The Portland African American Leadership Forum held its second intergenerational forum May 14.
"The idea behind the forum is to literally create, within the Portland African American community, a safe place for us to talk to us about the stuff that's going on with us," says Chabre Vickers, a member of the PAALF Civic Engagement and Leadership Development Committee. "It's really working on your inner self while being able to work towards a larger goal."
The event brought Black people from across the age spectrum together to accomplish three objectives, which were breaking barriers, discussing intersections, and building bridges. According to Vickers, the idea was to have rich conversations that address things that are preventing the Black community from moving forward. Specifically, participants focused on building relationships that could support Black community members in the work they do in their everyday lives.
The forum tackled ageism and future events will look at other "isms" such as classism, sexism, and homophobia.
"Collectively, Portland has absolutely fantastic and outstanding African America citizens who are all, in their own right, doing a lot of great work," says Vickers. "Often times, we do them in our own silos but coming together and connecting is the key. You can't connect if there are inherent barriers simply based on generation, gender and different things like that.
"The Movement is at stake and we cannot allow for interpersonal issues to continue to create a barrier to our greatness."
The intergenerational forum included food, fellowship, large cohort activity and smaller caucuses. Different age groups were able to discuss their identities and priorities amongst themselves before gathering with the larger group to build an action plan.
The groups were separated into the Baby Boomers, Generation X and the Millennials. They were given a set of questions, such as what events defined their generation, how other generations think of them and what they wanted to pass down to the younger generations.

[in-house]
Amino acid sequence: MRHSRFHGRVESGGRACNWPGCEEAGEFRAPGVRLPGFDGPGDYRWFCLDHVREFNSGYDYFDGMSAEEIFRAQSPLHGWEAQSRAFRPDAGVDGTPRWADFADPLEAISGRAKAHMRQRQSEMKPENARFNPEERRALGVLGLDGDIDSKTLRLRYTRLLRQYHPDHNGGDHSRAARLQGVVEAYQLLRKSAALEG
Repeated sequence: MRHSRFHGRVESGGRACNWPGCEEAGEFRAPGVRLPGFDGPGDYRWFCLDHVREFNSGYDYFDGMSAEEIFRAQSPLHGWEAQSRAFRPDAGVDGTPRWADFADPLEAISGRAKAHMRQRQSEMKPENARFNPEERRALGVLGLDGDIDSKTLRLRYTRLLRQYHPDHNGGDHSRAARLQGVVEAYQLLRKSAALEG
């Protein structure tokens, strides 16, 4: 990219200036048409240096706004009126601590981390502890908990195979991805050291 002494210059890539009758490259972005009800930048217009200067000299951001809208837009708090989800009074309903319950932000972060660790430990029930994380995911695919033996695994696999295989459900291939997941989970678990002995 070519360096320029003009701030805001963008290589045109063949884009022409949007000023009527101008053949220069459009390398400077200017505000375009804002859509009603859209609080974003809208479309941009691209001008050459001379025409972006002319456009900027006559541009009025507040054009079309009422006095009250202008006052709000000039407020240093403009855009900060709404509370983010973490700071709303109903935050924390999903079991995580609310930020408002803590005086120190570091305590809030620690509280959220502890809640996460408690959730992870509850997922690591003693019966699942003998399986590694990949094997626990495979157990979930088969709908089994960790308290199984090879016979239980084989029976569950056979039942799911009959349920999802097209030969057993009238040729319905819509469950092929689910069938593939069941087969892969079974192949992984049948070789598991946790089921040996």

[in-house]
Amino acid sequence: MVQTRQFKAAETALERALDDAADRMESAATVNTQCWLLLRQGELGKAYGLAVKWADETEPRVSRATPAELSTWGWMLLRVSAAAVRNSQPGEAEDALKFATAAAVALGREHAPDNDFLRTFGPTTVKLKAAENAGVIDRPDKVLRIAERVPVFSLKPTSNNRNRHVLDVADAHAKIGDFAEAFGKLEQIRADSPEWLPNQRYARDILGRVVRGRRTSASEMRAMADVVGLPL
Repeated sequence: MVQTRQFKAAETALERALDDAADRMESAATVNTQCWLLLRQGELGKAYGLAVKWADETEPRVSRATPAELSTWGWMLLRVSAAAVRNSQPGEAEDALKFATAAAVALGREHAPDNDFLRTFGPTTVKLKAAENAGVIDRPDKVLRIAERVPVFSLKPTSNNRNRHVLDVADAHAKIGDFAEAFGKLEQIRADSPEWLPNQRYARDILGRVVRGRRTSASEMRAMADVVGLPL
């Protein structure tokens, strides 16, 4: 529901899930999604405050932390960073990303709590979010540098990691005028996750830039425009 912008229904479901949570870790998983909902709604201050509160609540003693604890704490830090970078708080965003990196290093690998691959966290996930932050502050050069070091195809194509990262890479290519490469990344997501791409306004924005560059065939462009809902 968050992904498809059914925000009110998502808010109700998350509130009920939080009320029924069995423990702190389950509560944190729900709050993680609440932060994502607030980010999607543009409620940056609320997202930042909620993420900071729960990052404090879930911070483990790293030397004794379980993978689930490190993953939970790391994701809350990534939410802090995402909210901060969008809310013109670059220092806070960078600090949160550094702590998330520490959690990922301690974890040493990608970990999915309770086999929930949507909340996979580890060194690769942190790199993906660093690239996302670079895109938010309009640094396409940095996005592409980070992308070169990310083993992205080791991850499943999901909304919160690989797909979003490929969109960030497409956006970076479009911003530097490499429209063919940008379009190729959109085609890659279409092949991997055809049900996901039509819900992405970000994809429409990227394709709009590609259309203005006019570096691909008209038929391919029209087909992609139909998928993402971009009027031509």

When the larger group came back together, they discussed what each age group passed on to the other. Boomers discussed their access to education and trying to provide their children with everything they didn't have growing up. Generation X contemplated the effect of the drug war and specifically, how drugs were shipped into Black communities at such high rates. They noted that they were the only group where the female to male ratio was disproportionate. The Millennials discussed being products of the "Information Age" and how that's been both positive and negative.
One member of the Millennial group noted that as each generation described itself, they got progressively more negative, pointing out that the first statement from the Boomers was that they were Black and proud. However, a Boomer contended that the Millenials are the most educated generation, are as talented as anyone and most of their self-assessments are based on the perceptions of others who don't acknowledge these things.
Vickers says the event was about the gems shared between the groups. She recalls the words of Maya Angelou.
"When you get, give. When you learn, teach," says Vickers. "That, in a few simple words, says it all."
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